Tuesday, November 18, 2008

Chris Satullo: "Brood of Vipers: The media, the Gospel and public life"

Convocation: Tuesday, November 18, 2008
The Lutheran Theological Seminary at Philadelphia, Brossman Learning Center

Chris Satullo, formerly a columnist and director of civic engagement at The Philadelphia Inquirer, and now Executive Director of News and Civic Dialogue at Philadelphia public broadcaster WHYY, explored the connections between the media, faith and the public in a lecture entitled "Brood of Vipers: The media, the Gospel and public life" at the Tuesday, November 18 convocation at The Lutheran Theological Seminary at Philadelphia (LTSP).

Satullo previously was editorial page editor of The Inquirer, serving in that role for seven years. Before taking the position at WHYY, he was at the paper 19 years. He founded and directed the Inquirer's Citizen Voices program, an effort to engage readers in deeper political dialogue, and wrote a regular column called Center Square.

Chris Satullo: "Brood of Vipers:
The media, the Gospel and public life"

introduction by The Rev. Dr. Katie Day,
Charles A. Schieren Professor, Church and Society; Director, Metropolitan/Urban Concentration

Monday, November 10, 2008

Reading the Bible – Biblical Interpretation

The Fall Alumni Forum
Monday, November 10, 2008
The Lutheran Theological Seminary at Philadelphia, Brossman Learning Center

LTSP Faculty: The Rev. Dr. Timothy Wengert, Ministerium of Pennsylvania Professor of Church History, and Dr. Erik Heen, Professor of New Testament and Greek, are the lecturers at this Alumni Fall Forum.

Professor Wengert spoke on the topic Reading the Bible with Martin Luther, touching on the unique characteristics of Reformation insights into reading the Bible, examining such issues as the authority of Scripture (strength in weakness), the canon of Scripture (what to do with James), and the effect of Scripture (law and gospel). Prof. Wengert has spent his career investigating the history of biblical interpretation, especially as an aspect of Reformation theology and practice.

Reading the Bible with Martin Luther
The Rev. Dr. Timothy Wengert

Professor Heen's topic, Reading the Bible with St. Paul, focuses on how Paul’s "Damascus Experience" fundamentally changed his understanding of Scripture, giving rise to what has been called the "Christocentric" reading of the Bible. Paul’s development in hermeneutics is to suggest the dangers of both "proof-texting" as well as readings of the OT that do not discern Christ as the center of the Word of God of both testaments. Dr. Heen's specific New Testament research interests include Paul and the history of biblical interpretation.

Reading the Bible with St. Paul
Dr. Erik Heen

Tuesday, November 4, 2008

Quodlibet 2008 - Prof. Erik Heen

Tuesday, November 4, 2008

Distinguished Presenter: Dr. Erik Heen, Professor of New Testament and Greek

From the Great Plains to the Cross: Professor Erik Heen's Quodlibetal message

Through Scripture, God reveals God's self to us to us through Christ crucified on the cross for our sins. That reality alone makes it a good thing to read the Bible.

And in keeping in mind the theology of the cross a great challenge for disoriented believers I to constantly keep their guard up against that "trickster" the devil, lest we allow the devil to substitute for God "something less than God."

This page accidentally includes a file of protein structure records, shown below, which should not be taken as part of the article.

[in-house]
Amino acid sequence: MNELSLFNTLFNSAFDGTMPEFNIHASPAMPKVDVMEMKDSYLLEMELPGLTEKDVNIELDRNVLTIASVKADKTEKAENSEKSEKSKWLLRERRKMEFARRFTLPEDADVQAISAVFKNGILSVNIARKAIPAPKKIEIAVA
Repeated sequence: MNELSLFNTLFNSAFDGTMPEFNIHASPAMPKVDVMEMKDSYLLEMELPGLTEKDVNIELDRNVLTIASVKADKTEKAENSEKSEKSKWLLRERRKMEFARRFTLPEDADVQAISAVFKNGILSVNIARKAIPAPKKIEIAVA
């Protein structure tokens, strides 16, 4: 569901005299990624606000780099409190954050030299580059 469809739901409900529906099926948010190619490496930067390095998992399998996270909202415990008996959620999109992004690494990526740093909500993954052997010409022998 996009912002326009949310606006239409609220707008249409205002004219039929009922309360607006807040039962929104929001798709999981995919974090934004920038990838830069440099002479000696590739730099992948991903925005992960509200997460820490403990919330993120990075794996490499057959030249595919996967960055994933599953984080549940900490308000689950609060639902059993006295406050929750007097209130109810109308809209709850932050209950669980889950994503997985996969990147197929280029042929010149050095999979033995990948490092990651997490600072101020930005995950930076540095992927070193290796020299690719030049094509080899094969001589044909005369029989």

These points and many others were delivered Tuesday, Nov. 4, by Dr. Erik Heen, professor of New Testament and Greek at The Lutheran Theological Seminary at Philadelphia. He was the annual "Quodlibet" respondent, dealing with "any question whatever" that had been posed to him the week before by the seminary community.

  • Heen traced the Great Plains roots of his upbringing with affection, noting that "real people stand behind" the pietistic perspectives found in the Midwest. Heen added that there is a limit to how much one can generalize from the specificity of one's influential social location experienced during formative years. He cautioned against unduly disparaging Pietism and the tendencies to generalize narrowly, noting that "real people stand behind" Pietistic perspectives.. A theological principle of Pietism, he said, is "that righteousness is granted us by the grace of God through the death of Jesus." He said this understanding should never come at anyone else's expense.

  • Heen noted that the hard-working farmers he had grown up with seldom had much money, were hard-working and had little in the way of formal education, but they were diligent about their faith and the reading of Scripture. The rise of education today has had much to do with the way the Bible is read, and these changes are not always for the better.

  • Sin comes with a capital "S" and a small "s." The small "s" has to do with behaviors such as chemical dependency. The capital "S" form of sin has to do with our unbelief in God, which denies the voice of a believer's conscience, and thus separates us from God - a form of death. This reality needs to be a focus of one's theological concern and is frequently a reality believers do not comprehend because "we are so disoriented."

  • A knowledge of God "is possible only through a theology of revelation," Heen said. "For Paul the cross was the central revelation event. Christ crucified for Paul was the sole basis for theological knowledge, the way God speaks to the world. The cross reaches out in our disorientation to save the world."

  • Heen also spent considerable time discussing the Bible as "inspired" and the subject of Biblical inerrancy. He concluded his perspective by saying "yes" to the notion the Bible is an inspired book and "no" to the notion of Biblical inerrancy.